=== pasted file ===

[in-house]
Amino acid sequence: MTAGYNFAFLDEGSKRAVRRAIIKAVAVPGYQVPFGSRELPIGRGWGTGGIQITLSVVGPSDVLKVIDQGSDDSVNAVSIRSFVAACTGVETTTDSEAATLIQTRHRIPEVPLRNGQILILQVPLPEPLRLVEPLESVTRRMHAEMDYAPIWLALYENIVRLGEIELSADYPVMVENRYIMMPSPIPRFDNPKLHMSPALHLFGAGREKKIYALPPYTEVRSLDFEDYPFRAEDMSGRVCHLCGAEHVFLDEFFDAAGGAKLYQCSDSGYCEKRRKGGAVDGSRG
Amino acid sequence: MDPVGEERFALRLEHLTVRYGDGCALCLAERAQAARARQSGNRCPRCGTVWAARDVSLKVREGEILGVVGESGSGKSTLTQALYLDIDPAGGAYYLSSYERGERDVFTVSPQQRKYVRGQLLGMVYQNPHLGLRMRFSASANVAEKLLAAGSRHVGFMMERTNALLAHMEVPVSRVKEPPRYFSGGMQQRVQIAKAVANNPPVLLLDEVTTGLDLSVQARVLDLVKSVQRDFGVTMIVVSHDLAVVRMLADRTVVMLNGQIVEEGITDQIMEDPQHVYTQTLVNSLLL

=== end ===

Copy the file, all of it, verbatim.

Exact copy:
[in-house]
Amino acid sequence: MTAGYNFAFLDEGSKRAVRRAIIKAVAVPGYQVPFGSRELPIGRGWGTGGIQITLSVVGPSDVLKVIDQGSDDSVNAVSIRSFVAACTGVETTTDSEAATLIQTRHRIPEVPLRNGQILILQVPLPEPLRLVEPLESVTRRMHAEMDYAPIWLALYENIVRLGEIELSADYPVMVENRYIMMPSPIPRFDNPKLHMSPALHLFGAGREKKIYALPPYTEVRSLDFEDYPFRAEDMSGRVCHLCGAEHVFLDEFFDAAGGAKLYQCSDSGYCEKRRKGGAVDGSRG
Amino acid sequence: MDPVGEERFALRLEHLTVRYGDGCALCLAERAQAARARQSGNRCPRCGTVWAARDVSLKVREGEILGVVGESGSGKSTLTQALYLDIDPAGGAYYLSSYERGERDVFTVSPQQRKYVRGQLLGMVYQNPHLGLRMRFSASANVAEKLLAAGSRHVGFMMERTNALLAHMEVPVSRVKEPPRYFSGGMQQRVQIAKAVANNPPVLLLDEVTTGLDLSVQARVLDLVKSVQRDFGVTMIVVSHDLAVVRMLADRTVVMLNGQIVEEGITDQIMEDPQHVYTQTLVNSLLL